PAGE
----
Our tickets for the train.


Coming down to the station….see the smoke in behind….that’s the steam engine.


That’s number 40 fired up and ready to go!


Is she beautiful or what?


That’s me in front of the train.  Pretty big eh!P1020830

Built in 1910.


That’s the way we’ll be heading, past all the shops and up towards the mine at Ruth where we were yesterday.


Eric’s heading up into the engine to have a look.  That’s Lennox, the boy we spoke to yesterday and his Grampa the conductor.


That’s the engineer.P1020834

That’s the fireman.


This is the boiler where the fireman has the to throw the coal.  On #40 his throw is about 8 feet to the coal from the tender into the boiler.  On the other locomotive the throw is about 13 feet….a lot more work!  It takes about about 1 hour to get the steam up to pressure on a warm day like today but on a cold day it takes about 4 hours. 


Ready to ride.


Safety first!


Inside the passenger car.


We decided to ride outside on the flat car for a better look.  That’s the caboose at the back.


Heading out on our ride looking back at the station and the yards. The ride out and back will take about an hour and forty five minutes and we’ll travel at about 15 miles per hour.  In her glory days #40 was clocked at 100 miles per hour!  Amazing. 


Steaming up the track.


Heading toward the first tunnel.


The same tailings we’d seen yesterday on our drive to Ruth.  I might mention that as we travelled along we had a running commentary about everything that we saw. 


Still heading up.


Setup for a shoot out. No one there today.  At this point we are on the Y switching to head back down to Ely.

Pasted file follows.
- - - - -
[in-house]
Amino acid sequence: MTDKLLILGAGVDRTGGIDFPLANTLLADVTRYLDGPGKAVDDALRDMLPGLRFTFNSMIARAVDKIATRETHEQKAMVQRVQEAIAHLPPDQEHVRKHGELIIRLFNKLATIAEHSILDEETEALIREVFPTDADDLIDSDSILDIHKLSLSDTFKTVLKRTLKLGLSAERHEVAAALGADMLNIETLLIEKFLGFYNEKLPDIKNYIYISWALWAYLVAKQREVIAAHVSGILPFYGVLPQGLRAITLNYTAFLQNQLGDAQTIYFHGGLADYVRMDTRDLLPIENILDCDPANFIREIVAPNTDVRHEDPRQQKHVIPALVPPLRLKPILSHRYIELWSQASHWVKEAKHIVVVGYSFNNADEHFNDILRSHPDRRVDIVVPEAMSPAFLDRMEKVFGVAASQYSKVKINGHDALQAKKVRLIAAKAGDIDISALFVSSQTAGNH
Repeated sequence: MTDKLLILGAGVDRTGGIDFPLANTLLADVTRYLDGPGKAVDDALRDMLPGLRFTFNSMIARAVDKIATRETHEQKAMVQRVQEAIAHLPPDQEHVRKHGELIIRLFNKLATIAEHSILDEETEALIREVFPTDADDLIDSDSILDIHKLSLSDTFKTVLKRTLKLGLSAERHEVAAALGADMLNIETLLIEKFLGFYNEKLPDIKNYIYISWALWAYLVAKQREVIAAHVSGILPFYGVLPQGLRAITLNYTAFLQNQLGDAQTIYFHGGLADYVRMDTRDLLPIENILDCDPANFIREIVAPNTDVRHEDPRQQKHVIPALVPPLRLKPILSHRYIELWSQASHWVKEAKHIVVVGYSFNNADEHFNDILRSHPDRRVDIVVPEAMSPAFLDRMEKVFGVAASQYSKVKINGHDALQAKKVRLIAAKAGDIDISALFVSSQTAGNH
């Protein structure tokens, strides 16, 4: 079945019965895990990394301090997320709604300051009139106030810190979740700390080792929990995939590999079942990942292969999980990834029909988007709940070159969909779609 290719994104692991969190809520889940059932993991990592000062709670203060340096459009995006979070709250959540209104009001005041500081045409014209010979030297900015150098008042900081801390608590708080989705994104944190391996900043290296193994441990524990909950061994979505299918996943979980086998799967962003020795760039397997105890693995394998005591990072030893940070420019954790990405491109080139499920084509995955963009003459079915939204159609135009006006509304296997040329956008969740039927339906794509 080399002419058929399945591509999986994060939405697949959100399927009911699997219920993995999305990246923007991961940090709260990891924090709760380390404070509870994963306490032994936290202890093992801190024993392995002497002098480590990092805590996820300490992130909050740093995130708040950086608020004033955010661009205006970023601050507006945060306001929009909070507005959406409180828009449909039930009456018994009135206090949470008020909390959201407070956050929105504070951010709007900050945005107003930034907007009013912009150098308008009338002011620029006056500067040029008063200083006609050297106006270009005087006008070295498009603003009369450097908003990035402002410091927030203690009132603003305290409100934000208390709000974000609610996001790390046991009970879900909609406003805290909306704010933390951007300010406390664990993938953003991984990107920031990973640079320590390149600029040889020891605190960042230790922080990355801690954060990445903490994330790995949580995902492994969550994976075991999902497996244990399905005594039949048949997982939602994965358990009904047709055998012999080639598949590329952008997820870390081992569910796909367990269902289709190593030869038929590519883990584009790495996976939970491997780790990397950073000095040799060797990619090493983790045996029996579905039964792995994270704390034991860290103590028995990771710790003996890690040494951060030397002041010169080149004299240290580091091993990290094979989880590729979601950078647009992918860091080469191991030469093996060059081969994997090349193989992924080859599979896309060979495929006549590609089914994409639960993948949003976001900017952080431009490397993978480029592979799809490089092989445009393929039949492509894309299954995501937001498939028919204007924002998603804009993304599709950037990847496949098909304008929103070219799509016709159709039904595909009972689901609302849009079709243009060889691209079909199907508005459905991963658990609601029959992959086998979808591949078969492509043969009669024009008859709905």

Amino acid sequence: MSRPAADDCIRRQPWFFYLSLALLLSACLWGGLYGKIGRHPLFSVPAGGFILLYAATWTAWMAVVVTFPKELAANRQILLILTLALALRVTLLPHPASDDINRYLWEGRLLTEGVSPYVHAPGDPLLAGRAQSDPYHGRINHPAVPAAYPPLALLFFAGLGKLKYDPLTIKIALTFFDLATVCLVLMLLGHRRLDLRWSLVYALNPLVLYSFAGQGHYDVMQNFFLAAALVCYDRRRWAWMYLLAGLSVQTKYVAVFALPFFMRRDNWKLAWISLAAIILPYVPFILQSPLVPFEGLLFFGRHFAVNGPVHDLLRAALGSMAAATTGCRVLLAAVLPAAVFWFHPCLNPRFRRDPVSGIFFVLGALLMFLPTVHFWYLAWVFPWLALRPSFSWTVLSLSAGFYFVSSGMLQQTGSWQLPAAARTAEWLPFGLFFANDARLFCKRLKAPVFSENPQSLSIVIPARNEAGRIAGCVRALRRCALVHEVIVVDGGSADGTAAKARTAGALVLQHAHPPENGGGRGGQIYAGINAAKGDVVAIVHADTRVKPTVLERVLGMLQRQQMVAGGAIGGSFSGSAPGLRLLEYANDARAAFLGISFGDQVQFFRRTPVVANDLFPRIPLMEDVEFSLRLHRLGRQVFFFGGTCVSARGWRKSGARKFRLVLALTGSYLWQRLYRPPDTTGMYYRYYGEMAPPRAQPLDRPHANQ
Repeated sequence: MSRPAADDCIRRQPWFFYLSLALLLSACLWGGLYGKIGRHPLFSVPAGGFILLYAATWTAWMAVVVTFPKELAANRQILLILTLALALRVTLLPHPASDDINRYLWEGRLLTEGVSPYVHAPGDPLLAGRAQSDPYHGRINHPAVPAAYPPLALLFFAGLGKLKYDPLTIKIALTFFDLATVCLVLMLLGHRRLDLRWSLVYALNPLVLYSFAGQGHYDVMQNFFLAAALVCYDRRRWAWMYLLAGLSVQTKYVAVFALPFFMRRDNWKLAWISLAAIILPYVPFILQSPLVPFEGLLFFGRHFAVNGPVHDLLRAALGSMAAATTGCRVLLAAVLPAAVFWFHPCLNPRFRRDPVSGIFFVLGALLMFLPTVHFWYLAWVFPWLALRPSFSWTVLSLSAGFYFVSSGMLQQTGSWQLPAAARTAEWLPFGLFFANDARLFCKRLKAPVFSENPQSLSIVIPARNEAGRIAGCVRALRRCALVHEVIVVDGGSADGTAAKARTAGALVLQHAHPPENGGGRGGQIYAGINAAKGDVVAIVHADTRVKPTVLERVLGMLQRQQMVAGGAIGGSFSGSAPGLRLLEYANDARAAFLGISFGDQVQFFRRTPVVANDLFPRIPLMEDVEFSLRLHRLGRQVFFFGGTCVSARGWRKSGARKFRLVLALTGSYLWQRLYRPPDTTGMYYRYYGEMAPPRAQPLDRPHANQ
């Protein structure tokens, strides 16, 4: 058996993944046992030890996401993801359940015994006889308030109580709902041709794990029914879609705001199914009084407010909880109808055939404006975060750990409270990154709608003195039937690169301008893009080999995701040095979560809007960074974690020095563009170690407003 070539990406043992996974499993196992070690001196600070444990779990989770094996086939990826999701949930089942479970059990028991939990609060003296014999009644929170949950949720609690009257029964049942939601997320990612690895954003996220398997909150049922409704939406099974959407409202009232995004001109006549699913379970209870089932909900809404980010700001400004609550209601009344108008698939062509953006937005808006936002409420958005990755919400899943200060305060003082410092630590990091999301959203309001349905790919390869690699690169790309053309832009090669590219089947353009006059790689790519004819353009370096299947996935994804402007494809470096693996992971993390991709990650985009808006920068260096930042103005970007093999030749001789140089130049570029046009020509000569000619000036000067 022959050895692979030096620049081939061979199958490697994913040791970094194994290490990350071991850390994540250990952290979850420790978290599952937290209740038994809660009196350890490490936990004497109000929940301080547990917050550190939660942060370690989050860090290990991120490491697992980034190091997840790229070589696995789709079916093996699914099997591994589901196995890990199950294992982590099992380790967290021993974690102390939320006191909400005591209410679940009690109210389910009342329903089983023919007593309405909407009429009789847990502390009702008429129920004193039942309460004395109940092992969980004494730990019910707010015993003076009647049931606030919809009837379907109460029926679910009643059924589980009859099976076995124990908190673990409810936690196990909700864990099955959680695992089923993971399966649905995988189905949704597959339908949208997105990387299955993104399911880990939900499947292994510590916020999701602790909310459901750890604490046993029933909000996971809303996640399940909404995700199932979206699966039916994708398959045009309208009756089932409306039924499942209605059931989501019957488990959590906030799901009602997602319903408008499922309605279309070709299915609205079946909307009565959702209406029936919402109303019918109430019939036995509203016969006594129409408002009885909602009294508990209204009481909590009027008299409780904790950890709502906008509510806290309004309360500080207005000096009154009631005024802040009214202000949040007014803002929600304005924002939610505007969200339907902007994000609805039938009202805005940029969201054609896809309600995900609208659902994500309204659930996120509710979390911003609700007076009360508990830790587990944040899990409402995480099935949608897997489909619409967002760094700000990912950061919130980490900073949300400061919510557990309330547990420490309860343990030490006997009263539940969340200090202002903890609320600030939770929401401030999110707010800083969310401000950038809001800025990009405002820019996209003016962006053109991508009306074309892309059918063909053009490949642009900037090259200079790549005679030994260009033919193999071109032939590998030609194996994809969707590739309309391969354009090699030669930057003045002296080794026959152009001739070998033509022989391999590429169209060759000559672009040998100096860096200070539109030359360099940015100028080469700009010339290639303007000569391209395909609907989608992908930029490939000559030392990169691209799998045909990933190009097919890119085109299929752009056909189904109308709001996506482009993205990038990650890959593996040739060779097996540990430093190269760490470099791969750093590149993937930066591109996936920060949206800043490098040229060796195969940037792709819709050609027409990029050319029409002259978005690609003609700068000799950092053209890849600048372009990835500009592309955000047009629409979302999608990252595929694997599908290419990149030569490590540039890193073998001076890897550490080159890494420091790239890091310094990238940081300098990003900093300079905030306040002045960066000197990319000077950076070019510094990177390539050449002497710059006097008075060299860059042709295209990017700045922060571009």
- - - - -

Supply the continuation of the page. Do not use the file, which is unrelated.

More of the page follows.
Old mining ore cars used for erosion control.


Me enjoying the ride in the sunshine.  On the way up those of us riding outside had been covered in coal cinders when the train had been building up steam on the uphill grade. 


Heading back down to Ely.  We’d just done a switch on a Y and turned around to head back to the station.


The train yards in the distance.


The water tower is on the left and the coal bunker is on the right.


That’s a spreader car that spreads the rock ballast for the tracks.



Water tower.

P1020890 They use these cars during the summer months to take people out on dinner runs.  All of this maintenance and running of the trains and tracks is hugely expensive so all the tourist dollars are important.  One of these cars was a dining car in the old days.

At this point we got off the train and prepared for a guided tour through the shops where they maintain and rebuild the trains.


That’s copper ore on the left and coal on the right. 


Huge original equipment to repair and maintain the trains.  Eric is looking at a lathe to square up the wheels when they get worn.


Look at the size of that press.  It is used to press the axles out. 


Machines that are still being used and driven by flat belts.


Eric inspecting the machinery.  He would really like to get in there and get his hands dirty!


This is #93 the other steam engine used on their runs in the shop for a little maintenance.


#93 is a 2-8-0 which has 8 drivers while #40 is a 2-6-0 and has 6 drivers. So although #93 is much more powerful #40 is built for speed.  


Huge, huge machines.


This is the big hook!  A steam powered wrecking crane that is still used today to get derailed cars back on the track. 


Bottom of the boom.


This is the capacity for lifting of the machine pictured above.  Still lifting, working and she was built in 1907!


The tracks head right inside where they can work on the trains.


#40 is finished her work for the day and ready to come inside to rest.




The tour is done and the ride is over and we head back to the station. 


Just up the street from the station is this little cafe and we stopped in for lunch on our way home.  A charming old cafe and Inn from days gone by. 

A great day!